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What’s Not Covered?

We get into a lot of trouble with shortcuts. Surely everybody knows that standard fire and general cover for your home "doesn't cover flooding here!" Doesn't everybody know that total and permanent disablement doesn't cover the loss of only one leg? Doesn't everybody know that six months business interruption insurance isn't enough?

Thursday, February 3rd 2011, 10:02AM

by Russell Hutchinson

I could go on, and on. These are only three examples out of recent news. I have family who were surprised to discover that most home insurance pays out for you to live in another home while yours is being rebuilt - but only for six months - which is less than it usually takes...

While complicated systems make a virtue of collecting lots of information about a client and recommending lots of cover it's not the extent of the cover recommended that causes the most problems. It's the extent of the cover excluded, not recommended, or simply not thought about.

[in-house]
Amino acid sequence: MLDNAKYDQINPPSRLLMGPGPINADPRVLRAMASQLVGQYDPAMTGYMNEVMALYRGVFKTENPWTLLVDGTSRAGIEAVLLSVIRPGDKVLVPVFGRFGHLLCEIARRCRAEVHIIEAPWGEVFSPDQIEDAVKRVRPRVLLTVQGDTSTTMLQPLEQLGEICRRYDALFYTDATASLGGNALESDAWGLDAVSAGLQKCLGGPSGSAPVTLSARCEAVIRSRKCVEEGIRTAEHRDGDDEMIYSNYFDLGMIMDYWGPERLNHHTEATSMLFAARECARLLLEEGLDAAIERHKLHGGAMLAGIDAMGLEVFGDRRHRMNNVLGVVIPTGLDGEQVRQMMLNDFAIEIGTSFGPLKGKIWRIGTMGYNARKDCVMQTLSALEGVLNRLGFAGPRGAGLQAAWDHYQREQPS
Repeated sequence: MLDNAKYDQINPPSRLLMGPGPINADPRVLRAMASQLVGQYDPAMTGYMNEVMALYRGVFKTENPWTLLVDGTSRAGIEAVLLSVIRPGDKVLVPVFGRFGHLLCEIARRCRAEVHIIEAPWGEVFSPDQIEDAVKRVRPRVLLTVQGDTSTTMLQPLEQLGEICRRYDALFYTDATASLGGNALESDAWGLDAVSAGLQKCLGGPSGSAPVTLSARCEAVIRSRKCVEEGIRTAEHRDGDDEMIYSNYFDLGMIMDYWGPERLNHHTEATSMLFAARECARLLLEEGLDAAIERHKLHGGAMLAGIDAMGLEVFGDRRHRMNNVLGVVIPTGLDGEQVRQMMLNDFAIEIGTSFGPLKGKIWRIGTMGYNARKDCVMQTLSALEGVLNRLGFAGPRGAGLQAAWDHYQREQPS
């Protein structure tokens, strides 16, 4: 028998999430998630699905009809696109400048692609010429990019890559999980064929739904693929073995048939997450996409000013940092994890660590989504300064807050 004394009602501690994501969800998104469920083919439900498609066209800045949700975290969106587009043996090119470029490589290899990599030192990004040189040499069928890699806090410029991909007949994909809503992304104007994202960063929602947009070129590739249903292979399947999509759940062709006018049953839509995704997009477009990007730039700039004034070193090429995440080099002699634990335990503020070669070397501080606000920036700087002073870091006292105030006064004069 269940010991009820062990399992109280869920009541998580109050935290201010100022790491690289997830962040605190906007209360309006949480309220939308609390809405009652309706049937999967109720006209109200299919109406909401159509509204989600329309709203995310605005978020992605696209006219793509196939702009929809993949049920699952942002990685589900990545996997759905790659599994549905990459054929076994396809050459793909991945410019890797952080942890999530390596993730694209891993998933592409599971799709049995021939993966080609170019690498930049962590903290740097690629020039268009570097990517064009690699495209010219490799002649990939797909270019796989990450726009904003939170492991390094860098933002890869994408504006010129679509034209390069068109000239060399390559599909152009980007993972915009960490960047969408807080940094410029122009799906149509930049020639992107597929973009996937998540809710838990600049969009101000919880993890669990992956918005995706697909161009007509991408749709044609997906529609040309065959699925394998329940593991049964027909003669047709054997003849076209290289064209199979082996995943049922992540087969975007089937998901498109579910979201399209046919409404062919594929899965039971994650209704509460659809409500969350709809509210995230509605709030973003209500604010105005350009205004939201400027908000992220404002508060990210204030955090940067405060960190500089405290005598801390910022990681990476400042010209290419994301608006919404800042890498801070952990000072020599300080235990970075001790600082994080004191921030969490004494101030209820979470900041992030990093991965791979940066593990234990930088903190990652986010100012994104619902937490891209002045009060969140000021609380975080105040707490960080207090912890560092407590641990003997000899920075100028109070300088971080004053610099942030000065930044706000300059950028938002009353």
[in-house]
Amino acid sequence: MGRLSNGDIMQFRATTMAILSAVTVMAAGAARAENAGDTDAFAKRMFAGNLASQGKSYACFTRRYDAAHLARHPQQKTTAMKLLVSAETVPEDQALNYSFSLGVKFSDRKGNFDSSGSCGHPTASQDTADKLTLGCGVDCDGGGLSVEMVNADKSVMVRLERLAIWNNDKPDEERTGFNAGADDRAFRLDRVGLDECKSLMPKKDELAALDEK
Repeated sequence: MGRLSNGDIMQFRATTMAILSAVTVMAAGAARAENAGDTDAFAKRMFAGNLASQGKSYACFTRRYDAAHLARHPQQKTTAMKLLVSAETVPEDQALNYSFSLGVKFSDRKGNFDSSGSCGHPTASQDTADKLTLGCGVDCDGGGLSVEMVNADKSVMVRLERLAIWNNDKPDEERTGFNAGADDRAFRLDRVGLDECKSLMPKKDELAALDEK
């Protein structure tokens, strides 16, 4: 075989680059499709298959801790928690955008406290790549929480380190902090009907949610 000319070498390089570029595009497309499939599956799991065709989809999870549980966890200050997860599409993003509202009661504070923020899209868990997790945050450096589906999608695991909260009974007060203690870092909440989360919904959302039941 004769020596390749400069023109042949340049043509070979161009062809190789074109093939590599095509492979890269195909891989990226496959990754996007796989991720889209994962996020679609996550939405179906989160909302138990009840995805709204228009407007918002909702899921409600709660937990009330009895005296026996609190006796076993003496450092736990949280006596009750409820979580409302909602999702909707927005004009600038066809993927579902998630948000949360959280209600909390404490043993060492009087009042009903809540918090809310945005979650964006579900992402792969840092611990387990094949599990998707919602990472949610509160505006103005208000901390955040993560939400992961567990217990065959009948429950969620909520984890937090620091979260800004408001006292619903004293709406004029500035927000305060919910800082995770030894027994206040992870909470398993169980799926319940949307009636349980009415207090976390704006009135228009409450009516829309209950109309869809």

That's why what's not covered is the most powerful question of all. I think it should feature much more in the start of the insurance fact-finding discussion and also at the end of the sales process.

At the beginning of the work with the client a risk profiling discussion needs to lay out the hazards - here's the approach for life and personal insurance: major medical problem, disablement, major trauma, death, and total disablement - in that order with a reasonable presentation of the likelihood of each risk. That way the client can make a choice about whether to cover what is most likely to happen.

At the end of the work we then need to check with more rigour - because no matter how much insurance is sold there are always exclusions. I think these should have specific sign off. That way, everybody will know what everybody knows isn't covered.

« Has regulation halved the value of your business? Insurance treated as a commodity »

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